Analyzing Trends in T-Mobile’s Average Revenue per User



T-Mobile’s average revenue per user

In this part of the series, we’ll look at T-Mobile’s (TMUS) postpaid phone ARPU (average revenue per user). The inclusion of wireless service fees and taxes at existing price points could dilute the company’s ARPU.

During the Morgan Stanley Technology, Media and Telecom Conference on February 27, 2017, Braxton Carter, T-Mobile’s chief financial officer, spoke about stable ARPU growth going forward.

Carter said, “Dilution from including taxes and fees would be offset by the accretion in ARPU that we saw with T-Mobile ONE and that our full expectation is executing to a stable ARPU environment and we are the only carrier out there with stable ARPU.” He also said, “We have no desire to execute to a declining ARPU.”

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In 4Q16, T-Mobile’s branded postpaid phone ARPU rose ~0.7% YoY (year-over-year) to reach $48.37. This rise resulted from upgrades to T-Mobile ONE and an MVNO (mobile virtual network operator) transaction. The company noted that in 4Q16, its postpaid phone ARPU rose ~2.0% YoY after excluding the impact of some nonrecurring items.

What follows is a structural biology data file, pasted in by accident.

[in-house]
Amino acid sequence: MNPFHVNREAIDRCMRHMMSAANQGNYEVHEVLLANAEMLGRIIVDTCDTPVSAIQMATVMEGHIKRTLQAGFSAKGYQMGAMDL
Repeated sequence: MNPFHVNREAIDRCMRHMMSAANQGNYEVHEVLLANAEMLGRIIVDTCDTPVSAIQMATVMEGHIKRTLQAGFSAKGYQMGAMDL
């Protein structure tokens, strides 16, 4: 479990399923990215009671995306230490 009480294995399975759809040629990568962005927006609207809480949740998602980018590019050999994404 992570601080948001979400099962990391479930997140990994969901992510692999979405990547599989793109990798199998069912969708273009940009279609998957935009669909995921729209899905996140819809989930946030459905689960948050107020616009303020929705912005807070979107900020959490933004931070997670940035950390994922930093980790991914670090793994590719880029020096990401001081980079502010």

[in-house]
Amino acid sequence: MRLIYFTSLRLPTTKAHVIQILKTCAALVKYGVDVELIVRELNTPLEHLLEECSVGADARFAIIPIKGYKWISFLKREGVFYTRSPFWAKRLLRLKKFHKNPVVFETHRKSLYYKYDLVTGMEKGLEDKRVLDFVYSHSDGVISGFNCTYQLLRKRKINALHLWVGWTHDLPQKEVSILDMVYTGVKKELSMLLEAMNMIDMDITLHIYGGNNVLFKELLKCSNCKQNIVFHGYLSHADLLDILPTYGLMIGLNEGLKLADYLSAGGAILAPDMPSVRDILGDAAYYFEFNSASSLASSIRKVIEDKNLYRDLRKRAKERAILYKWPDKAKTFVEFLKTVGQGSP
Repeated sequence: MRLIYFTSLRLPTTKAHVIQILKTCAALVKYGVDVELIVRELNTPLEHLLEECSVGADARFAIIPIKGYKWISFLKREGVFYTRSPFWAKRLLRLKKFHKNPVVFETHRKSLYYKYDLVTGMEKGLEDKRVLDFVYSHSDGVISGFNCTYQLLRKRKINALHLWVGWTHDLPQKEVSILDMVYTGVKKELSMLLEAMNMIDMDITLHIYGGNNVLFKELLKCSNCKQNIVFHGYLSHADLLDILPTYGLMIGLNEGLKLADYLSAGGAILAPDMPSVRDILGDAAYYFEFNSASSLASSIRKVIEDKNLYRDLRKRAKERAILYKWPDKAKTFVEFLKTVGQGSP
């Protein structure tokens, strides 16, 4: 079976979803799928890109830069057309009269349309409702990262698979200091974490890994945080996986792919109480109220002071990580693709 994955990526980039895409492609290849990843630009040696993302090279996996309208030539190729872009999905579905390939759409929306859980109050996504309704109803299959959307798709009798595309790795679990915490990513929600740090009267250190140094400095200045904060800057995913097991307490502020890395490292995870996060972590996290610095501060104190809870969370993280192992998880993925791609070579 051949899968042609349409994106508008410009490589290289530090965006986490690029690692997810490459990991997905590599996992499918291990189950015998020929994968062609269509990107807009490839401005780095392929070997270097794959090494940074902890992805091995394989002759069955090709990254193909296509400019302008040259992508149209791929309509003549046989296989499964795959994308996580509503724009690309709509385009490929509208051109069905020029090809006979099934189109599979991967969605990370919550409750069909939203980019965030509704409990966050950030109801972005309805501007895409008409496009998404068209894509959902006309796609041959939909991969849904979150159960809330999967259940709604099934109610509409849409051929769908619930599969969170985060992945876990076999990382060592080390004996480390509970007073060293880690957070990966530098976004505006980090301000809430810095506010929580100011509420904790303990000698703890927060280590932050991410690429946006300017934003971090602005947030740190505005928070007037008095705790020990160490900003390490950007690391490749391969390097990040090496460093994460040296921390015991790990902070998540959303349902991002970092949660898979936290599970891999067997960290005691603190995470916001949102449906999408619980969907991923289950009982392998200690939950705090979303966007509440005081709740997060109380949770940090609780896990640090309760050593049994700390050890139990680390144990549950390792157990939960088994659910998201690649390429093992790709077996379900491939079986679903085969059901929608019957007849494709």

T-Mobile’s average billing per user

T-Mobile’s postpaid ABPU (average billing per user) fell ~1% YoY in 4Q16, from $63.74 in 4Q15 to $63.08 in 4Q16. T-Mobile’s postpaid ABPU fell YoY, mostly due to lower Equipment Installment Plan billings and dilution from the increased penetration of its mobile broadband devices. However, the company’s postpaid ABPU fall was partially offset by a rise in its lease revenue in 4Q16.

ABPU encompasses service revenue and installment payments made by postpaid customers. These installment billings are categorized as equipment revenues.

Installment billings and service revenues provide stable revenue sources for major wireless carriers T-Mobile, Sprint (S), Verizon (VZ), and AT&T (T). T-Mobile’s JUMP! installment plan is similar to Verizon’s Device Payment plan and AT&T’s Next plan.


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